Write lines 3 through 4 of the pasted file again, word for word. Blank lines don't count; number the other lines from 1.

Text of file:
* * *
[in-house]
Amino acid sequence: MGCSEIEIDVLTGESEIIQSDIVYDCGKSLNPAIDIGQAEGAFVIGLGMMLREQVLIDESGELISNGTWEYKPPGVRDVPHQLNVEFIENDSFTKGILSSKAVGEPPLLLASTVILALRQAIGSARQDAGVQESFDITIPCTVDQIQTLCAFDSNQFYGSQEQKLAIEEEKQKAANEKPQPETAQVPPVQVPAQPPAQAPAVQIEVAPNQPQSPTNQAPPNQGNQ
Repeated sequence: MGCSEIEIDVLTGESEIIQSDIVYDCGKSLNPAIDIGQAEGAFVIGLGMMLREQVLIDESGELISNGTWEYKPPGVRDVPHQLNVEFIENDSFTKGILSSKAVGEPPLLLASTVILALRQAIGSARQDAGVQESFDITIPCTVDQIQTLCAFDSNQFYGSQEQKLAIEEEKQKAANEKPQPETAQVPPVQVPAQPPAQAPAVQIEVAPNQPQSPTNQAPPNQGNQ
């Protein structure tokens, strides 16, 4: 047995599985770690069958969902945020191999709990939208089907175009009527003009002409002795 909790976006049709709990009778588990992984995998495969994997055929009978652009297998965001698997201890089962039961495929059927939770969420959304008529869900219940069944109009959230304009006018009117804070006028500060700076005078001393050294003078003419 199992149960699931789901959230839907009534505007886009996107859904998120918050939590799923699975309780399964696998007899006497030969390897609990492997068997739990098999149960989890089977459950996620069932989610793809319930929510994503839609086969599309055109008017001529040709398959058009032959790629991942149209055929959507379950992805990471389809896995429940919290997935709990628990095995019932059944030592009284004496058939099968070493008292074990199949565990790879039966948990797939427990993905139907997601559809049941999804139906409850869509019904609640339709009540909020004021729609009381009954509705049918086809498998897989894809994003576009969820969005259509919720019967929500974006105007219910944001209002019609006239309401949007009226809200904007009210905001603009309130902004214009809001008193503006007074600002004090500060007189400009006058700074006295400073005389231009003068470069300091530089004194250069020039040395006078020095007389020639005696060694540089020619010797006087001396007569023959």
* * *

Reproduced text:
Repeated sequence: MGCSEIEIDVLTGESEIIQSDIVYDCGKSLNPAIDIGQAEGAFVIGLGMMLREQVLIDESGELISNGTWEYKPPGVRDVPHQLNVEFIENDSFTKGILSSKAVGEPPLLLASTVILALRQAIGSARQDAGVQESFDITIPCTVDQIQTLCAFDSNQFYGSQEQKLAIEEEKQKAANEKPQPETAQVPPVQVPAQPPAQAPAVQIEVAPNQPQSPTNQAPPNQGNQ
């Protein structure tokens, strides 16, 4: 047995599985770690069958969902945020191999709990939208089907175009009527003009002409002795 909790976006049709709990009778588990992984995998495969994997055929009978652009297998965001698997201890089962039961495929059927939770969420959304008529869900219940069944109009959230304009006018009117804070006028500060700076005078001393050294003078003419 199992149960699931789901959230839907009534505007886009996107859904998120918050939590799923699975309780399964696998007899006497030969390897609990492997068997739990098999149960989890089977459950996620069932989610793809319930929510994503839609086969599309055109008017001529040709398959058009032959790629991942149209055929959507379950992805990471389809896995429940919290997935709990628990095995019932059944030592009284004496058939099968070493008292074990199949565990790879039966948990797939427990993905139907997601559809049941999804139906409850869509019904609640339709009540909020004021729609009381009954509705049918086809498998897989894809994003576009969820969005259509919720019967929500974006105007219910944001209002019609006239309401949007009226809200904007009210905001603009309130902004214009809001008193503006007074600002004090500060007189400009006058700074006295400073005389231009003068470069300091530089004194250069020039040395006078020095007389020639005696060694540089020619010797006087001396007569023959």